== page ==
Photo used with permission by ©Toby Amies
A statement from the photographer:
To say anything about my personal experience of September 11, 2001 feels insignificant in the shadow of the death and suffering that happened on that day and all the slaughter and pain that came after it. How anyone can think of war as holy, before 9/11, but especially after it, stretches my understanding and empathy past breaking point.
That said, here’s how I came to take the photograph.
It’s particularly fucked up that it started as a beautiful day, light and crisp, an Indian summer, with a tiny threat of winter in it. I left my studio on South 8th St. in Brooklyn to go to the bank without looking behind me, but as I came back to it via Berry St. I saw my neighbours standing in the road. They were frozen, just staring down towards Manhattan, towards something terrible and yet too far away to connect directly with. None of us could make immediate sense of what was happening on the other side of the East River. Automatically I took some pictures with the camera that I had originally taken out with me because of the excellent light.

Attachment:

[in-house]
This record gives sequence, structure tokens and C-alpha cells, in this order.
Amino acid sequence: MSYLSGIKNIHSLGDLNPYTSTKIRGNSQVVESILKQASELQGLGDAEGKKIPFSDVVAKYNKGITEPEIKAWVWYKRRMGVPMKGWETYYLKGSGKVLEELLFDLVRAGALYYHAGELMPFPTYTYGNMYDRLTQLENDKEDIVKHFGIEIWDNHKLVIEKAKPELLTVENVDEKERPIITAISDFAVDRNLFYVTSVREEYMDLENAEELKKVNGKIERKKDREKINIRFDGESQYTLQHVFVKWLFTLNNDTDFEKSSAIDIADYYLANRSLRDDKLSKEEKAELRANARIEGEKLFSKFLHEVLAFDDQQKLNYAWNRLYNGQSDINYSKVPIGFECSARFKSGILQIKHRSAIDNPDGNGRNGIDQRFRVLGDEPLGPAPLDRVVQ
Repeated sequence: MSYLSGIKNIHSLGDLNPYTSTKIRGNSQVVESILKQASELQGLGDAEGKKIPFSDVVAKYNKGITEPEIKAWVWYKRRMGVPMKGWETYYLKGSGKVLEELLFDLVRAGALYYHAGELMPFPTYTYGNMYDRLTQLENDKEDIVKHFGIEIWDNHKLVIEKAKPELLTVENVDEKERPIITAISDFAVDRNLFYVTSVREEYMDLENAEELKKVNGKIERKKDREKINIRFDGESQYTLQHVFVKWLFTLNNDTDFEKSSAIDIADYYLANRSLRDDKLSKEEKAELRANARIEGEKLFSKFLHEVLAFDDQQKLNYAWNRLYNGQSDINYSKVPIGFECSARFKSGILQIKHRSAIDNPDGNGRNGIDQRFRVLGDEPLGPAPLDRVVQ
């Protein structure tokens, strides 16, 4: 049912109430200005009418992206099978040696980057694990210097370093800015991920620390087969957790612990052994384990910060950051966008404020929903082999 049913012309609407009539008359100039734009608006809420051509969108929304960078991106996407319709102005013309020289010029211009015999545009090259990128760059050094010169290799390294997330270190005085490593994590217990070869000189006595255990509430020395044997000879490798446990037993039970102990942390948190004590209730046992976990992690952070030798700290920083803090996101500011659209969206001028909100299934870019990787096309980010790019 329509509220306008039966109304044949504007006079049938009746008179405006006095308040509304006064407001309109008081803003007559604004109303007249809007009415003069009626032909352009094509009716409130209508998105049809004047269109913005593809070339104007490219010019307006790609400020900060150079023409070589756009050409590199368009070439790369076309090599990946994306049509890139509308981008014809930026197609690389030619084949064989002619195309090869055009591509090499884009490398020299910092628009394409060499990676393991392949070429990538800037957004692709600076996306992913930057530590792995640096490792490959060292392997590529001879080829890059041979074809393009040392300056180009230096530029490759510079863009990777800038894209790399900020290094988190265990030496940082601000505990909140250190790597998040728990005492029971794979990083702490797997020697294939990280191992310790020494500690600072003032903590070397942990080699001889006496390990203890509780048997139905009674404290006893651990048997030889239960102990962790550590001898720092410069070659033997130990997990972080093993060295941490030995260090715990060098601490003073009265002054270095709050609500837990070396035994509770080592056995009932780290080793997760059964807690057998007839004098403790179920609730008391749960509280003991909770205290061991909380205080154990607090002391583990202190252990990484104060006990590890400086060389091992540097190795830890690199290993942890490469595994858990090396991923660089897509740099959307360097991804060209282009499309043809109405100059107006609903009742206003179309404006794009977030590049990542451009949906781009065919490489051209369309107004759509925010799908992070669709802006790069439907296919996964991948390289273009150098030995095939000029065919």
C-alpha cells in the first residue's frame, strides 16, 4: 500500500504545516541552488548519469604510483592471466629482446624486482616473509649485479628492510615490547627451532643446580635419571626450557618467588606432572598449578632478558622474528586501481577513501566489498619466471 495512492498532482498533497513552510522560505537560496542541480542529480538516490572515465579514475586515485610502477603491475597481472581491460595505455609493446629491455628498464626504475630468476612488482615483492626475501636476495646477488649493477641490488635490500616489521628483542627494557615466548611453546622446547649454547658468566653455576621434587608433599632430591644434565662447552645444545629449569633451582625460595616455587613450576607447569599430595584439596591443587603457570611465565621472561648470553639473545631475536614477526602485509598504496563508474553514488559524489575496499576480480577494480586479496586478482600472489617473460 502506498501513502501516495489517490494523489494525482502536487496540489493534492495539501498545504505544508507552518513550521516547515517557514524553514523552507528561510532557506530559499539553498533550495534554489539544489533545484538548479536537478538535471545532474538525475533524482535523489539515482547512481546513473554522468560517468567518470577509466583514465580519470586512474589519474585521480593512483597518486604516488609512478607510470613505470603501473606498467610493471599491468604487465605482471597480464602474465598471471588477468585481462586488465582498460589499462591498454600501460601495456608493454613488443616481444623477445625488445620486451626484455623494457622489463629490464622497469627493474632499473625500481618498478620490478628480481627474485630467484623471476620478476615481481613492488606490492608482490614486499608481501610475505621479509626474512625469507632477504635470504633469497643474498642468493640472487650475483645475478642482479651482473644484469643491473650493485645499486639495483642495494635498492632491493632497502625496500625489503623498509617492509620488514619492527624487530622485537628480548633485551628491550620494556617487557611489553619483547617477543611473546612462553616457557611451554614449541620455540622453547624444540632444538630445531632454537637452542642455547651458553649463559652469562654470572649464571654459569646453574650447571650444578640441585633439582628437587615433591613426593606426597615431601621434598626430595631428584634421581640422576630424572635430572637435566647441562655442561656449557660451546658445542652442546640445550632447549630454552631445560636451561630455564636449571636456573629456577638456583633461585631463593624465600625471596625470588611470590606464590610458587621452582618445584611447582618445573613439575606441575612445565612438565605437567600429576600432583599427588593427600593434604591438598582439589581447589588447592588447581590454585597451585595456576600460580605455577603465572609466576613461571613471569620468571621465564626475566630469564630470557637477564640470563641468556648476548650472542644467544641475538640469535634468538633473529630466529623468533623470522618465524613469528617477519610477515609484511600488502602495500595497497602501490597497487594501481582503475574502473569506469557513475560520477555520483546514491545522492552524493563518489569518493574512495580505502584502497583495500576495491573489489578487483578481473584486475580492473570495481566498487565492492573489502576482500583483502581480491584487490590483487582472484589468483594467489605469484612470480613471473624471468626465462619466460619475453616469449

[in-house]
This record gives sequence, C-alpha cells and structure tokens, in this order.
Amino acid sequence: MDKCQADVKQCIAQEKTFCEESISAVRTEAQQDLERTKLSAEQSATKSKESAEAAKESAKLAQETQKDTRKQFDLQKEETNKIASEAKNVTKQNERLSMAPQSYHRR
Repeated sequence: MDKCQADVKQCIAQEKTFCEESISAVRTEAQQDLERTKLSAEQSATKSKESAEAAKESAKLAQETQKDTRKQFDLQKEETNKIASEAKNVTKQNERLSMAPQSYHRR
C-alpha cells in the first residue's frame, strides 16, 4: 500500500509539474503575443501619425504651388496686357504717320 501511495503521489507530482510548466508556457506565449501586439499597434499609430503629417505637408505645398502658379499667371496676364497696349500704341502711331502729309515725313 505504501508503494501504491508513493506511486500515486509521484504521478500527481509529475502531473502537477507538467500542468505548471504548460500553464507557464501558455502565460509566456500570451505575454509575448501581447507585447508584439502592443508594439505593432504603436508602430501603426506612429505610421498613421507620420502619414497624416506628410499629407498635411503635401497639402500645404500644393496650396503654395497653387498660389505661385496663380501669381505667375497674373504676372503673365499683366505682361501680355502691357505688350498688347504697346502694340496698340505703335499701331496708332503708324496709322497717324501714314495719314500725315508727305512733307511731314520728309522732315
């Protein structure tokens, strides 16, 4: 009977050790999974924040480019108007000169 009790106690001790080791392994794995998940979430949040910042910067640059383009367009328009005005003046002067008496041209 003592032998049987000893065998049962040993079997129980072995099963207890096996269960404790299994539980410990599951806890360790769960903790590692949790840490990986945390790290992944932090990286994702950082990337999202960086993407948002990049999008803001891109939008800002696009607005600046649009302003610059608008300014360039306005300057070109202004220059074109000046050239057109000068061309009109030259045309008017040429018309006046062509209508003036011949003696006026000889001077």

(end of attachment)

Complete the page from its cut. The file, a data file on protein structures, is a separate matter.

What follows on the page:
It seems wrong now that I could take the time to frame that shot carefully, but the distance somehow “muted” the apocalypse taking place in Manhattan. Though soon common sense overruled my photographer’s tunnel vision and I realised that something very very bad was happening. Not something to photograph but to fear. Dread and panic took over and I ran upstairs to my girlfriend who was in the apartment [at the top of the red building in the photo] and we clung to each other as the towers crumbled. When they fell, the horror crossed the water and came right into us.
My brain’s too tiny to process and make complete sense of it even now, except to know that it was the opposite of holy. An obscenity in bright sunshine.
Toby Amies is the director of The Man Whose Mind Exploded available now on VOD.